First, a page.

Information Technology and Libraries (ITAL) Volume 26, Number 2 June 2007

President’s Column

BONNIE POSTLETHWAITE, (2) [PDF]

Editorial

The Virtues of Deliberation (3) [PDF]
JOHN WEBB

Featured Articles

Public Libraries and Internet Access across the United States: A Comparison by State, 2004–2006

PAUL T. JAEGER, JOHN CARLO BERTOT, CHARLES R. MCCLURE, AND MIRANDA RODRIGUEZ, (4-14) [PDF]

Drawing upon findings from a national survey of U.S. public libraries, this paper examines trends in Internet and public computing access in public libraries across states from 2004 to 2006. Based on library-supplied information about levels and types of Internet and public computing access, the authors offer insights into the network-based content and services that public libraries provide. Examining data from 2004 to 2006 reveals trends and accomplishments in certain states and geographic regions. This paper details and discusses the data, identifies and analyzes issues related to Internet access, and suggests areas for future research.

Misinformation and Bias in Metadata Processing: Matching in Large Databases

GAIL THORNBURG AND W. MICHAEL OSKINS, (15-26) [PDF]


This article discusses structural, systems, and other types of bias that arise in matching new records to large databases. The focus is databases for bibliographic utilities, but other related database concerns will be discussed. Problems of satisfying a “match” with sufficient flexibility and rigor in an environment of imperfect data are presented, and sources of unintentional variance are discussed.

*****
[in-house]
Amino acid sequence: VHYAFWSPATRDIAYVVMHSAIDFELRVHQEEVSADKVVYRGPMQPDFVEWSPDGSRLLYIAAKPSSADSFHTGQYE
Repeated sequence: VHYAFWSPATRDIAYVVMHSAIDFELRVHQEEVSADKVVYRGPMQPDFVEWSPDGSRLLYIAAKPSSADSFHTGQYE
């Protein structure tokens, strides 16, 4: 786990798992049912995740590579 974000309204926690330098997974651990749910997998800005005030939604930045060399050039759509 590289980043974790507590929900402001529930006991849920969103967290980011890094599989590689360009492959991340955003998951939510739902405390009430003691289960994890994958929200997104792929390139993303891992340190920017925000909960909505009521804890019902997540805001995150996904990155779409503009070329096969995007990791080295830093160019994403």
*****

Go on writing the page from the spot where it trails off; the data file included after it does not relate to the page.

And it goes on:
Index Blending: Enabling the Development of Definitive, Discipline-Specific Resources

SAM BROOKS AND MARK HERRICK, (27-34) [PDF]

Index Blending is the process of database development whereby various components are merged and refined to create a single encompassing source of information. Once a research need is determined for a given area of study, existing resources are examined for value and possible contribution to the end product. Index Blending focuses on the quality of bibliographic records as the primary factor with the addition of full text to enhance the end user’s research experience as an added convenience. Key examples of the process of Index Blending involve the fields of communication and mass media, hospitality and tourism, as well as computers and applied sciences. When academia, vendors, subject experts, lexicographers, and other contributors are brought together through the various factors associated with Index Blending, relevant discipline-specific research may be greatly enhanced.

Open Source Wifi Hotspot Implementation

TYLER SONDAG AND JIM FEHER, (35-43) [PDF]

The goal of this paper is to describe a design—including the hardware, software, and configuration––for an open source wireless network. The network designed will require authentication. While care will be taken to keep the authentication exchange secure, the network will otherwise transmit data without encryption.

MetaSearching and Beyond: Implementation Experiences and Advice from an Academic Library

GAIL HERRERA, (44-52) [PDF]

In March 2003 the University of Mississippi Libraries made our MetaSearch tool publicly available. After a year of working with this product and integrating it into the library Web site, a wide variety of libraries interested in our implementation process and experiences began to call. Libraries interested in this product have included consortia, public, and academic libraries in the United States, Mexico, and Europe. This article was written in an effort to share the recommendations and concerns given. Much of the advice is general and could be applied to many of the MetaSearch tools available. Google Scholar and other open Web initiatives that could impact the future of MetaSearching are also discussed.

Index to Advertisers

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